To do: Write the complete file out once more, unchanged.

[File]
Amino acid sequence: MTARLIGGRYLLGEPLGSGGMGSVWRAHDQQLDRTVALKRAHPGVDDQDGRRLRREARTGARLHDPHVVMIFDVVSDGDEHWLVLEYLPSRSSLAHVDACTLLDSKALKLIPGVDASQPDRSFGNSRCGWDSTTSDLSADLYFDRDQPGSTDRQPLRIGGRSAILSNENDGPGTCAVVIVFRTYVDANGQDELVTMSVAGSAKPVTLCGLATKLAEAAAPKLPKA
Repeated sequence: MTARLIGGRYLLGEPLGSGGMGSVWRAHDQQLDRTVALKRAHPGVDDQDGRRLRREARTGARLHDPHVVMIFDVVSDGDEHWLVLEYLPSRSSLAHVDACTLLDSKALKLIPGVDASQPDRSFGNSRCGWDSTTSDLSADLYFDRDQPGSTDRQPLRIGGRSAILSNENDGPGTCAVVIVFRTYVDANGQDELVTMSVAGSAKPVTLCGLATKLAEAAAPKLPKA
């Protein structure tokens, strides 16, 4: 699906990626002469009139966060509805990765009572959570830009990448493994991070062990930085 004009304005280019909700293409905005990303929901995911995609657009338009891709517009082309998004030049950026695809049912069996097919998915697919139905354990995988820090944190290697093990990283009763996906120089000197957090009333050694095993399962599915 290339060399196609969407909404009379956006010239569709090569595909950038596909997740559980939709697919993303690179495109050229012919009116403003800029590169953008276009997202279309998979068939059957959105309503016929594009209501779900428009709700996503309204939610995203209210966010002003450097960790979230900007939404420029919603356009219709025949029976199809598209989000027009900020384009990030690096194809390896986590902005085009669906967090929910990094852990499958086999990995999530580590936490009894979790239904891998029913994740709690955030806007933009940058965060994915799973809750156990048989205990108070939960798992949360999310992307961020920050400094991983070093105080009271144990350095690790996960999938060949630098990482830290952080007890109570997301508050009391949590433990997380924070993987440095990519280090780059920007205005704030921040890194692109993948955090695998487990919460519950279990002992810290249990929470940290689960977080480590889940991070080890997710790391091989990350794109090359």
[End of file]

Amino acid sequence: MTARLIGGRYLLGEPLGSGGMGSVWRAHDQQLDRTVALKRAHPGVDDQDGRRLRREARTGARLHDPHVVMIFDVVSDGDEHWLVLEYLPSRSSLAHVDACTLLDSKALKLIPGVDASQPDRSFGNSRCGWDSTTSDLSADLYFDRDQPGSTDRQPLRIGGRSAILSNENDGPGTCAVVIVFRTYVDANGQDELVTMSVAGSAKPVTLCGLATKLAEAAAPKLPKA
Repeated sequence: MTARLIGGRYLLGEPLGSGGMGSVWRAHDQQLDRTVALKRAHPGVDDQDGRRLRREARTGARLHDPHVVMIFDVVSDGDEHWLVLEYLPSRSSLAHVDACTLLDSKALKLIPGVDASQPDRSFGNSRCGWDSTTSDLSADLYFDRDQPGSTDRQPLRIGGRSAILSNENDGPGTCAVVIVFRTYVDANGQDELVTMSVAGSAKPVTLCGLATKLAEAAAPKLPKA
């Protein structure tokens, strides 16, 4: 699906990626002469009139966060509805990765009572959570830009990448493994991070062990930085 004009304005280019909700293409905005990303929901995911995609657009338009891709517009082309998004030049950026695809049912069996097919998915697919139905354990995988820090944190290697093990990283009763996906120089000197957090009333050694095993399962599915 290339060399196609969407909404009379956006010239569709090569595909950038596909997740559980939709697919993303690179495109050229012919009116403003800029590169953008276009997202279309998979068939059957959105309503016929594009209501779900428009709700996503309204939610995203209210966010002003450097960790979230900007939404420029919603356009219709025949029976199809598209989000027009900020384009990030690096194809390896986590902005085009669906967090929910990094852990499958086999990995999530580590936490009894979790239904891998029913994740709690955030806007933009940058965060994915799973809750156990048989205990108070939960798992949360999310992307961020920050400094991983070093105080009271144990350095690790996960999938060949630098990482830290952080007890109570997301508050009391949590433990997380924070993987440095990519280090780059920007205005704030921040890194692109993948955090695998487990919460519950279990002992810290249990929470940290689960977080480590889940991070080890997710790391091989990350794109090359």